I feel compelled to comment upon the loss of both Prince and David Bowie in this short period of time this year. Perhaps my most immediate reaction this afternoon to the news of Prince’s passing has been to stagger backward a couple steps recognizing what a colossal artistic void is left in his wake after his passing, much like I did after I heard the news of David in January. And as the confirmation of the news streamed in through my usual sources on the tv and the internet I found myself acknowledging how so many people around the world will endure feelings of bereavement on this day. Many will leave work early, I think. Many will contact family and friends to share in the mourning, just as we do when a beloved family member dies. In these moments in families many members mourning the loss no doubt think of how this void can possibly be filled ever again. Many perhaps recall suddenly trivial yet vital parts played by that person and wonder things such as who will play Santa for the kids this year? Or who can even hope to bake all those pies at Thanksgiving? Indeed, with such a void, with such a gap now created that cannot possibly be filled by any single one of us, how do we bridge this loss? How do we help the young ones to understand, many will find themselves thinking.
It’s this sort of family loss that seems like the only psychological template that comes even close to matching up in these cases for many of us. For me, with David Bowie it’s always been the Ziggy Stardust record that I know best. It’s one that I played exceedingly frequently during a certain time of my life. Even now, when I hear “Ziggy played guitar. Jamming good with Weird and Gilly, and the Spiders from Mars…” I laugh and think of how the personifications of “Weird and Gilly” and I strummed guitars sitting in my living room many times at various different times in my life. And with Prince I recall feeling sparked by the lyrics “You don’t have to be rich to be my girl. Don’t have to be cool to rule my world.” And then in the last verse, with the ferocity of an unquestionably riled-up African-American woman, and in an upper vocal register I cannot even begin to hit, he exclaims: “Ain’t no particular sign I’m more compatible with!!!” Well, you know the rest. “I just want your extra time, and your kiss.”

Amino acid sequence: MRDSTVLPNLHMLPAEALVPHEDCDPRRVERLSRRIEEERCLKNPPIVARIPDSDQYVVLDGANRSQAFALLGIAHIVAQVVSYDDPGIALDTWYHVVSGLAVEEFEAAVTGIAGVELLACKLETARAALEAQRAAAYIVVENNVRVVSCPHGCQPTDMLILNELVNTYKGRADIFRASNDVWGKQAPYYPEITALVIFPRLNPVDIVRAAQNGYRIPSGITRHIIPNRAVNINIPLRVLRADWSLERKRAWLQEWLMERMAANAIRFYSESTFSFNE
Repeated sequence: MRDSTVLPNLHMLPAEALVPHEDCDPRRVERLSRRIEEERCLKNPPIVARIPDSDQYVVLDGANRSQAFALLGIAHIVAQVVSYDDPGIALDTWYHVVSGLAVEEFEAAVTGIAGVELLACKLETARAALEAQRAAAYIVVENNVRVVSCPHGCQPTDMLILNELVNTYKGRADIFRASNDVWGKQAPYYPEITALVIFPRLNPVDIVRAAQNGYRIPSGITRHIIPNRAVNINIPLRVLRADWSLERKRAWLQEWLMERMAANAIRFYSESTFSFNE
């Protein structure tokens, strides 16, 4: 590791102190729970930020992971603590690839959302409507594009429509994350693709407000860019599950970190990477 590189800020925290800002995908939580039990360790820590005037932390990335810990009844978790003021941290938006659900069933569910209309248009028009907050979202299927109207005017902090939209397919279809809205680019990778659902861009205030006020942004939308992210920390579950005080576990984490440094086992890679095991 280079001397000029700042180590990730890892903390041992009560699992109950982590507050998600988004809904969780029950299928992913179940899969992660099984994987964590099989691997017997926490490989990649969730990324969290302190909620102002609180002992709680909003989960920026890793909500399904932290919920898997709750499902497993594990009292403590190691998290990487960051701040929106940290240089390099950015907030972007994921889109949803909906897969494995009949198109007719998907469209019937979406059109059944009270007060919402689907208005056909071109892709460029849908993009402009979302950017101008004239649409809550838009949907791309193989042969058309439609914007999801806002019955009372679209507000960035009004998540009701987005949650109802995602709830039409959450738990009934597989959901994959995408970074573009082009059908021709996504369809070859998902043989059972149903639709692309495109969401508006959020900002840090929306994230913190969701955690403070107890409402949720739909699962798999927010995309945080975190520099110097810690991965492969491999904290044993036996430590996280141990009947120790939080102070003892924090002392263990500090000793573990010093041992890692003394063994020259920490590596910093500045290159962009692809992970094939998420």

Wow. These poetic musical moments and so many more by them both have stuck with me for many years, and I expect they’ll be around in my mind’s theater for many more years to come.
So I see these two passing as a great loss. It’s something I feel compelled to comment upon, and it’s something I think the artistic community in particular must view as one where they wonder who among them can possibly even hope to bridge the void now left in their wake. It’s a tremendous emotional experience for many of them, I believe. And I think as this mourning and acceptance sinks in with artists around the world, they will— as artists will do— respond to their emotions by creating art. Much like we saw after David Bowie’s and other artists’ passing, there will assuredly be numerous tribute performances made by many musicians. But what I suspect, and what I hope for, as we all right now feel the whoosh from the cosmic wake of the appearance and passing of these incredible talents, is that artists around the world will respond less by performing tributes of Prince and Bowie songs, and MORE by producing NEW WORKS of their own perhaps inspired by the emotions they feel— inspired by their gratitude at sharing a moment in the continuum of time with these legendary artists.
Just as with the loss of a beloved family member, we ultimately recognize how blessed we’ve been to share time with that person, for however long it lasted in life. Their wakes are often bigger than we think we can endure sometimes when they pass, and they seem to come when we think we are prepared for them least. And in the case of the passing of these two giants, I think the legacy each of them would most likely prefer to see bestowed upon them is that we commemorate their loss not by dwelling in what they take with them (and away from us), but in what NEW each of us might create that is perhaps inspired by our sharing a place in time with them. “Go be YOU,” I think they would say. You know? It comforts me to think that’s what they’d want.
Rest in peace Prince and David, and heartfelt condolences to all who love them.